Massive Southwest telehealth grid promises benefits for teleradiology

April 9, 2008

A new broadband telehealth network being designed will connect more than 500 sites across seven southwestern states, providing an improved teleradiology platform to support clinics and hospitals in remote locations throughout the region.

A new broadband telehealth network being designed will connect more than 500 sites across seven southwestern states, providing an improved teleradiology platform to support clinics and hospitals in remote locations throughout the region.

"The Southwest Telehealth Access Grid promises to bring access to critical imaging services in a timely, effective, and efficient manner, using better high-speed broadband connectivity," said Dr. Dale C. Alverson, medical director of the University of New Mexico's Center for Telehealth and Cybermedicine Research.

UNM's Health Sciences Center recently received a grant of $15.5 million from the Federal Communications Commission to design and deploy the grid. The Southwest grid is one of 69 broadband initiatives funded nationwide by the FCC under a $417 million 42-state Rural Health Care Pilot Program. Teleradiology will benefit from most schemes.

The $4.7 million Heartland Unified Broadband Network, for example, will connect 180 facilities to a fiber-optic DS3 44.7 Mbps-capacity line, enhancing the quality of teleradiology and distance education services in South Dakota, North Dakota, Iowa, Minnesota, Nebraska, and Wyoming.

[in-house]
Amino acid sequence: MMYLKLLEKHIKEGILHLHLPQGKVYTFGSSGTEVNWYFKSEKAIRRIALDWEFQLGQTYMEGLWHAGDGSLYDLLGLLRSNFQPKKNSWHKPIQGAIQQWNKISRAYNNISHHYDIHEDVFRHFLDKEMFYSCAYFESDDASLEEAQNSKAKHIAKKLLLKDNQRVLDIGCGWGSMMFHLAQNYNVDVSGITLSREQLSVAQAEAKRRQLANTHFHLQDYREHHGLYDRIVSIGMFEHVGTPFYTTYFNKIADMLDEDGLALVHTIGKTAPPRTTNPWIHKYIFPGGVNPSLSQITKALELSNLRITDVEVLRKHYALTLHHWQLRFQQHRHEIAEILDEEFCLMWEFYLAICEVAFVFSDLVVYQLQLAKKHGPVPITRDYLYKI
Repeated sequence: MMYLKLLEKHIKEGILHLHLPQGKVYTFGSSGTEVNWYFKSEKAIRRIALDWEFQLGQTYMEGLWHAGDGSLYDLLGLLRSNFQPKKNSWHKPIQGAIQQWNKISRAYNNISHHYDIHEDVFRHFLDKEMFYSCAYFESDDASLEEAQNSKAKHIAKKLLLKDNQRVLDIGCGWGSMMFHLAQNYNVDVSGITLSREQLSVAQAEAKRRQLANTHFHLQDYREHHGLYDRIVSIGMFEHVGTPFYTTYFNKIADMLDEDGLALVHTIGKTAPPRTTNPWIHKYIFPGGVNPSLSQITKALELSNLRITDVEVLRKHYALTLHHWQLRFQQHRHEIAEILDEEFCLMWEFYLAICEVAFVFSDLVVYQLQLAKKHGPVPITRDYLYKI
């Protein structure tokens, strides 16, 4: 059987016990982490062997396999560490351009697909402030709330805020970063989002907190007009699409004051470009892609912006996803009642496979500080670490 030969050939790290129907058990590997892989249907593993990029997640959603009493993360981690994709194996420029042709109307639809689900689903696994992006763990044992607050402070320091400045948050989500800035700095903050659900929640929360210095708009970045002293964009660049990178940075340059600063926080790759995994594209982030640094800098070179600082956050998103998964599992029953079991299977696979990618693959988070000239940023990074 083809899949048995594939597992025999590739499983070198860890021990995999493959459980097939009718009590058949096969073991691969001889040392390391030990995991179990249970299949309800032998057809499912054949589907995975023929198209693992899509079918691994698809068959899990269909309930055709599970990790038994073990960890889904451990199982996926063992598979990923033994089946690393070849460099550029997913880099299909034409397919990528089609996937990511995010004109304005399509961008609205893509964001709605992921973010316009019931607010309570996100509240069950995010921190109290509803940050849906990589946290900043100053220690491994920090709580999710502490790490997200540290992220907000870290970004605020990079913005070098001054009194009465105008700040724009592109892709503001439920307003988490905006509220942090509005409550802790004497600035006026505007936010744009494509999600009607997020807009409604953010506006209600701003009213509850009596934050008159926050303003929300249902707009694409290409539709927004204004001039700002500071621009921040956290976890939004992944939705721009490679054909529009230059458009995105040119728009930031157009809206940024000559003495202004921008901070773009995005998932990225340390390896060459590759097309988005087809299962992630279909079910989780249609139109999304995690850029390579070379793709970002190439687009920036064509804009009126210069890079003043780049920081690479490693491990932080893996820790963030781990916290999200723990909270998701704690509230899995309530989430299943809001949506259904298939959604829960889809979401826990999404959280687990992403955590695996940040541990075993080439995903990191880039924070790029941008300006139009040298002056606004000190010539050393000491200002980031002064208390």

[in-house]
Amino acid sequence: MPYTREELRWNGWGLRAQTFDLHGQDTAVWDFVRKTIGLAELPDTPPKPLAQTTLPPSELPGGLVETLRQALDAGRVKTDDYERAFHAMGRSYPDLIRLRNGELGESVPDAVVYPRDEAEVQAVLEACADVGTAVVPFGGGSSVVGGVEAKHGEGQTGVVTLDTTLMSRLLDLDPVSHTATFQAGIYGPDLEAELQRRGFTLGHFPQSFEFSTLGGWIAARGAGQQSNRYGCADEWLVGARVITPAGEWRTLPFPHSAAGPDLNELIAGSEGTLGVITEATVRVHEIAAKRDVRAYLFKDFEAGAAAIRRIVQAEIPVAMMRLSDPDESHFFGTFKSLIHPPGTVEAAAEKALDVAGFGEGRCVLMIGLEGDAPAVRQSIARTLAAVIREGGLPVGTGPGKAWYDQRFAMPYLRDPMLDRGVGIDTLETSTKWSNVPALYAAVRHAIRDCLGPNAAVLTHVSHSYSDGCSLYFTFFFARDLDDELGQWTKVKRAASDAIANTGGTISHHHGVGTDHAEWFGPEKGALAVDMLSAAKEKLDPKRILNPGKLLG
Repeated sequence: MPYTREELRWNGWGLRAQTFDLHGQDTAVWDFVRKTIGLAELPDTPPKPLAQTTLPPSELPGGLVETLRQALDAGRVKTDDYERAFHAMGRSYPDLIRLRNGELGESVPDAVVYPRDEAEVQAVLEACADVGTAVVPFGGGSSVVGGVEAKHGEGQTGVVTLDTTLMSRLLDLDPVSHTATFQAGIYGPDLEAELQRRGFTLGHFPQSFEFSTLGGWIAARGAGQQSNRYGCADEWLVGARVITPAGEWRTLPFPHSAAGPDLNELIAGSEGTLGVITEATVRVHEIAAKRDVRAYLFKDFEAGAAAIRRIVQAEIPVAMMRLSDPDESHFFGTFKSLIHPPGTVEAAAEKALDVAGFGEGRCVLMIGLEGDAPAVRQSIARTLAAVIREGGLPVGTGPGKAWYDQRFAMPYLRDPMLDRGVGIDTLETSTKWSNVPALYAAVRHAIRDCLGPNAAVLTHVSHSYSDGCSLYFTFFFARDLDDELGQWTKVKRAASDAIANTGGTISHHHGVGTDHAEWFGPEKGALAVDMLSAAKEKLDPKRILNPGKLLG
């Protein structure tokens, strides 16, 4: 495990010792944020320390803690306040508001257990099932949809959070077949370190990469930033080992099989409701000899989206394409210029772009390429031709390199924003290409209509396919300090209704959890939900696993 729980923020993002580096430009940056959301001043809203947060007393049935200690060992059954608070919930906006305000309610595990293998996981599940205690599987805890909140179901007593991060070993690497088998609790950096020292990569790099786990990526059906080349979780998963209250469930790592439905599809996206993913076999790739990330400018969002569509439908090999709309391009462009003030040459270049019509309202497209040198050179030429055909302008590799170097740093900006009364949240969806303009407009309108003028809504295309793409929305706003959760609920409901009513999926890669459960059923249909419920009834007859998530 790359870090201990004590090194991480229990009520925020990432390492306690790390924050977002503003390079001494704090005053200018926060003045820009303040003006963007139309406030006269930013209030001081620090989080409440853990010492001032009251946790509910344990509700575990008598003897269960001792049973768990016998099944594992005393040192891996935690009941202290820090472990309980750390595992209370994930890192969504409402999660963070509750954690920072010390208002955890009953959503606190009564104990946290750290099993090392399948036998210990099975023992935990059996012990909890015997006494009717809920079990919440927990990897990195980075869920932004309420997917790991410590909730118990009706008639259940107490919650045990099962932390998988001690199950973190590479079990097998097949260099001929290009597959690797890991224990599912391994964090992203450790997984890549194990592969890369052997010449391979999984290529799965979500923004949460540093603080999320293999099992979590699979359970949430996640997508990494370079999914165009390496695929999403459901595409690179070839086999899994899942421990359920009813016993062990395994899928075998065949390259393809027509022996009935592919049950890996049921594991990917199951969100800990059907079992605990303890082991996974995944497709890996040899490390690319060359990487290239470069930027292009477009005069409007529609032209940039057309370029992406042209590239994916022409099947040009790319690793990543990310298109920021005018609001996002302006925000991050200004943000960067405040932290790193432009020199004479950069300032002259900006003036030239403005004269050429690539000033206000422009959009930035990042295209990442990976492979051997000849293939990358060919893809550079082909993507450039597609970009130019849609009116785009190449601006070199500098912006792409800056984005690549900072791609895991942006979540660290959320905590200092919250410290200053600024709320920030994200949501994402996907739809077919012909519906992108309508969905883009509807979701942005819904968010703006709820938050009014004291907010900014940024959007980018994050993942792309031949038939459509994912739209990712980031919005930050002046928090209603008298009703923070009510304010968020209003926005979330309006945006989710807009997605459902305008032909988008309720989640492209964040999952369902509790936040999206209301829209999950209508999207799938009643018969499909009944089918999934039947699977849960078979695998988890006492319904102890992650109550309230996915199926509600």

The Southwest grid will integrate high-speed national backbones of Internet2 and the National Lambda Rail to enable rapid transmission of digital images within New Mexico, Arizona, and Indian Health Services sites in Colorado, California, Nevada, Texas, and Utah, Alverson said.

The improved network capacity will support important radiological components for acute care such as stroke rescue, cardiovascular imaging and ultrasound assessment, fetal ultrasound, and a host of diagnostic and research initiatives in which teleradiology plays a significant role, Alverson said.

"The grid will support better day-to-day teleradiology and telemedicine transactions among the participating agencies and provide a system that can be quickly transitioned during emergencies to support high-priority digital traffic in the event of disasters," Alverson said.

The Albuquerque area Indian Health Service, for instance, serves nearly 90,000 rural residents from southern Colorado to El Paso and has outgrown its current telemedicine infrastructure. The new grid will allow the Southwest IHS to offer not only an improved teleradiology platform but also tele-ophthlamology, telepsychology, and over 50 other telemedicine services. The grid will also offer training and Internet reference materials to providers in the widely scattered IHS system.

The project is currently in the organizational phase, bringing together participating public and private stakeholders with the plan to submit the initial requests for FCC funding by May.

"The anticipated network design, modeling, and build-out are expected to take a total of three years," Alverson said.